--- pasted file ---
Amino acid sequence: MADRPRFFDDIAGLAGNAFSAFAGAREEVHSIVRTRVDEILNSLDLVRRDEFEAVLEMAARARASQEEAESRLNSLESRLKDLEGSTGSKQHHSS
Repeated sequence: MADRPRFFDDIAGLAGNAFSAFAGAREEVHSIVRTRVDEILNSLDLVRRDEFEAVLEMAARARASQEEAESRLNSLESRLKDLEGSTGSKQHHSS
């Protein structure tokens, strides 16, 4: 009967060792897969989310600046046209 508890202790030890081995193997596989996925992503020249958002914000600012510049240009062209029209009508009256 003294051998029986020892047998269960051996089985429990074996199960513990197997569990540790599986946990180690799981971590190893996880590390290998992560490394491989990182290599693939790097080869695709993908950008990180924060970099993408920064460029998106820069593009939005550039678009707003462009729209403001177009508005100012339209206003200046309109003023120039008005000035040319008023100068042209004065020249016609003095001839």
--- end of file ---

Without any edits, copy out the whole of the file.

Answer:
Amino acid sequence: MADRPRFFDDIAGLAGNAFSAFAGAREEVHSIVRTRVDEILNSLDLVRRDEFEAVLEMAARARASQEEAESRLNSLESRLKDLEGSTGSKQHHSS
Repeated sequence: MADRPRFFDDIAGLAGNAFSAFAGAREEVHSIVRTRVDEILNSLDLVRRDEFEAVLEMAARARASQEEAESRLNSLESRLKDLEGSTGSKQHHSS
């Protein structure tokens, strides 16, 4: 009967060792897969989310600046046209 508890202790030890081995193997596989996925992503020249958002914000600012510049240009062209029209009508009256 003294051998029986020892047998269960051996089985429990074996199960513990197997569990540790599986946990180690799981971590190893996880590390290998992560490394491989990182290599693939790097080869695709993908950008990180924060970099993408920064460029998106820069593009939005550039678009707003462009729209403001177009508005100012339209206003200046309109003023120039008005000035040319008023100068042209004065020249016609003095001839």